U.S. policymakers should articulate a comprehensive military, diplomatic and development approach to Afghanistan. Too much public discussion in the U.S. focuses on military troop levels in Afghanistan rather than a more comprehensive U.S. diplomatic and development strategy. This article lays out missing or under-emphasized elements of U.S. policy in Afghanistan.
1. Identify a clear, compelling U.S. mission: The U.S. mission in Afghanistan should have one explicit aim: to support Afghan leaders at all levels and in all sectors who are working toward an inclusive, participatory, citizen-oriented state. Stable leadership at all levels is central to preventing the growth and spread of the Taliban and extremist groups. The lack of clarity of the U.S. mission in Afghanistan likely reduces support from both the U.S. public and the Afghan public for the U.S. presence in Afghanistan.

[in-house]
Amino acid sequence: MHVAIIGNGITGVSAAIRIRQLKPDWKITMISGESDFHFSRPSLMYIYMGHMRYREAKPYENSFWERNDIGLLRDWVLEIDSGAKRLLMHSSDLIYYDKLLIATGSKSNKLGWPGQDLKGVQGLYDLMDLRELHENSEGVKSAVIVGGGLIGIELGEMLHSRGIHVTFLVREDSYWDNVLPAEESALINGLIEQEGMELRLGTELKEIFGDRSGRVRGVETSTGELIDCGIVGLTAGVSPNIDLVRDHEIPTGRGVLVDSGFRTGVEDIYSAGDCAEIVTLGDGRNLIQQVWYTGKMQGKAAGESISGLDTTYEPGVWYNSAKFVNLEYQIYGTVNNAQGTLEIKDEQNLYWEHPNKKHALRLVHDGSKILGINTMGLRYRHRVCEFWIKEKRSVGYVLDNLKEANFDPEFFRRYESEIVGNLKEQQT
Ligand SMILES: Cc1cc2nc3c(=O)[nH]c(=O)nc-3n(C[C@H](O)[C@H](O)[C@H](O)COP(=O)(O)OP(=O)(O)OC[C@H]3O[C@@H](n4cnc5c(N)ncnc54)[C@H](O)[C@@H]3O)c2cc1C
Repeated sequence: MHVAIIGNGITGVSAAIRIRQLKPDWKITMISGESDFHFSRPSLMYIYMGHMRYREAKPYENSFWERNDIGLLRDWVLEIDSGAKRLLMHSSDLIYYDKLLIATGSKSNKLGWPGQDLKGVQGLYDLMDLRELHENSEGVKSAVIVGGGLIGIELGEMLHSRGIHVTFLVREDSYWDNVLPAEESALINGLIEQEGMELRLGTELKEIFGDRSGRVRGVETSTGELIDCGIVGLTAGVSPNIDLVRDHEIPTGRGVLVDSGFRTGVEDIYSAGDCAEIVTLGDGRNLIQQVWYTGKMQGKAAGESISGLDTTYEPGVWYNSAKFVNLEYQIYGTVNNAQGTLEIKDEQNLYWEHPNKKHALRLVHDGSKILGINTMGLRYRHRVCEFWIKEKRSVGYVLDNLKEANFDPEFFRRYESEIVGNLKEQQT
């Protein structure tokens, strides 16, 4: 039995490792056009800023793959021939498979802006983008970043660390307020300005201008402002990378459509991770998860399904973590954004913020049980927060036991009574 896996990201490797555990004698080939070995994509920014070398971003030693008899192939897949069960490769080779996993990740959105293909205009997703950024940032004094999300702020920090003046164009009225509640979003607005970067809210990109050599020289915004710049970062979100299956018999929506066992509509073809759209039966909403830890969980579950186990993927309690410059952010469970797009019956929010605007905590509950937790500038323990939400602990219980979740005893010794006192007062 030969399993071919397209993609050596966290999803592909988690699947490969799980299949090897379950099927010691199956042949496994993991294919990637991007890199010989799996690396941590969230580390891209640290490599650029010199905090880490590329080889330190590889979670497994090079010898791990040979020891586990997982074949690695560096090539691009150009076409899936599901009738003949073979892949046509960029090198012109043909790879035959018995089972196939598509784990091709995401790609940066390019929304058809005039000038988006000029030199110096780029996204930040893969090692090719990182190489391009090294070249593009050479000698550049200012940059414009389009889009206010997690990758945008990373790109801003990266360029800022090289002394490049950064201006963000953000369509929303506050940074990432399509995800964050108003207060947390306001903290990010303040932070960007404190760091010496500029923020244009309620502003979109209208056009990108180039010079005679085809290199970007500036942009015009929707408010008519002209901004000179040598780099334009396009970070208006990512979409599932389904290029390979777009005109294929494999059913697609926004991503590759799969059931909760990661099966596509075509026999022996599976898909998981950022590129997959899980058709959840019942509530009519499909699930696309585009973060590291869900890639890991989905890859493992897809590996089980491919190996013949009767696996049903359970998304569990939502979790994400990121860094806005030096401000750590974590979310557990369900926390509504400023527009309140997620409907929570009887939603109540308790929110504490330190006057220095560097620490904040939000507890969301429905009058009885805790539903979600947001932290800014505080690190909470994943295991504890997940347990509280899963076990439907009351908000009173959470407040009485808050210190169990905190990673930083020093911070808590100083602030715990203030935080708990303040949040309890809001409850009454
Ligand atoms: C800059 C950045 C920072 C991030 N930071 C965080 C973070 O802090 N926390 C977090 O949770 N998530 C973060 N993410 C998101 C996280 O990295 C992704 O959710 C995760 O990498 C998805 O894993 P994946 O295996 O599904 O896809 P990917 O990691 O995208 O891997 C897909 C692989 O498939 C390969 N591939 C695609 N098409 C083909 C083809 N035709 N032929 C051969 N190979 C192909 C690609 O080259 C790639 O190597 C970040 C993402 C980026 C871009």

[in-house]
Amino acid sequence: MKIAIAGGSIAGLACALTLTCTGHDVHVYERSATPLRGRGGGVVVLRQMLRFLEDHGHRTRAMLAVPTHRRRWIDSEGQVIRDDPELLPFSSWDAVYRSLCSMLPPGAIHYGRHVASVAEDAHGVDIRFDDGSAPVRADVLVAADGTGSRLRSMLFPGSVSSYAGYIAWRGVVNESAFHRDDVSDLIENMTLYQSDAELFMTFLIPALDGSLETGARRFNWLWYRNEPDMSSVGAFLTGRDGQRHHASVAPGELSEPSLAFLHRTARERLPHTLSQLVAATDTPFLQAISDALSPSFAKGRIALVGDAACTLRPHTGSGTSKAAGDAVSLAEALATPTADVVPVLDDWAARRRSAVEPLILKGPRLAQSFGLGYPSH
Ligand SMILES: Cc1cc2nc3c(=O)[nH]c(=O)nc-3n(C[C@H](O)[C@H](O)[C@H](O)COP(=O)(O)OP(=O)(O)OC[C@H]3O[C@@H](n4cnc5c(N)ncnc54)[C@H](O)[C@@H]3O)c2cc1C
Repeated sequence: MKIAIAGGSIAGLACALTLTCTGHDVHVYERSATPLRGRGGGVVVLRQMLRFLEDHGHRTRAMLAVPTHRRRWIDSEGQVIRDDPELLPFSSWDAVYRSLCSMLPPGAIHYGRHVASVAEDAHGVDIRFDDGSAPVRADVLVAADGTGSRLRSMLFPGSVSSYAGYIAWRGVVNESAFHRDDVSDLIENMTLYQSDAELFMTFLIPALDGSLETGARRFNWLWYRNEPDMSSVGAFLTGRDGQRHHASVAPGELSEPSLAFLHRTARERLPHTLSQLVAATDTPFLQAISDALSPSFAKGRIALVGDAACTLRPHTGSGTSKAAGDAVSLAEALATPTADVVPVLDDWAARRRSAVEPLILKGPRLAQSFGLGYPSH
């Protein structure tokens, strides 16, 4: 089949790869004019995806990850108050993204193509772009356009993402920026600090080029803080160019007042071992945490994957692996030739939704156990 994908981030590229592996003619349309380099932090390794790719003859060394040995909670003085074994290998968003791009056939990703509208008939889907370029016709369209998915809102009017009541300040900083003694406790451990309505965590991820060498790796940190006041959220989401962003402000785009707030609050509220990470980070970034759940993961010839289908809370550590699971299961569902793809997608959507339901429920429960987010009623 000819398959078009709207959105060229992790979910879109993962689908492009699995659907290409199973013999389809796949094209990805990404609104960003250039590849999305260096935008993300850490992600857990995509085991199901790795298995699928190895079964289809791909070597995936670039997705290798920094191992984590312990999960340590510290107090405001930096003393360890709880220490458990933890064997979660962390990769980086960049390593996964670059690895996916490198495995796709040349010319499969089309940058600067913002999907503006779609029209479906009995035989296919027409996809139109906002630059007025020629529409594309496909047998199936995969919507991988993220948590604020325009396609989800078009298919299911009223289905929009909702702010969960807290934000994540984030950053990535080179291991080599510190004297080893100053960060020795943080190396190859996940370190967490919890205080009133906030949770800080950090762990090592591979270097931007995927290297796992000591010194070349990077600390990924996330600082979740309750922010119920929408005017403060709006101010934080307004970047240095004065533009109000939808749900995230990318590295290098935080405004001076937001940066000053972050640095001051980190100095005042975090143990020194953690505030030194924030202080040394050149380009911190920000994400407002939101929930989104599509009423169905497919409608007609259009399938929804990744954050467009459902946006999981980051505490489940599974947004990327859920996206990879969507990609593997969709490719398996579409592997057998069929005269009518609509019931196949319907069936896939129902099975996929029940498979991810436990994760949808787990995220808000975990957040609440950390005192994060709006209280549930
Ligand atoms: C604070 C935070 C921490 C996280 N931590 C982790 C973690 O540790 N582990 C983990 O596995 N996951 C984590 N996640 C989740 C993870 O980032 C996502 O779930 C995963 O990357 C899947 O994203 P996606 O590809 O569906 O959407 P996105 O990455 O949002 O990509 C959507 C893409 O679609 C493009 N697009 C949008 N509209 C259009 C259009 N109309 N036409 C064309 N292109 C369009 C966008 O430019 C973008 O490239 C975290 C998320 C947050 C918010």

2. Win the "War of Ideas": The center of gravity in Afghanistan is not the military war, but the so-called "war of ideas." America's version of the Taliban, the KKK, was not defeated. The sheer force of public opinion and the rule of law against them made the KKK message less appealing and irrelevant. The Taliban narrative or storyline rallies support by condemning government corruption and foreign intervention. Other Afghans and their international supporters also condemn corruption. But their story of what a free, stable, democratic and pluralistic Afghanistan looks like is less coherent and compelling. Winning the war of ideas in Afghanistan requires a more robust effort to provide a compelling vision of a future Afghanistan that is prosperous, secure and pluralistic while it is also free from corruption, extremism and foreign intervention. U.S. policymakers should invest more funds in building a cohesive national narrative in Afghanistan through robust diplomatic efforts to build consensus on the future vision of Afghanistan and widespread social marketing campaigns using radio, television and other media.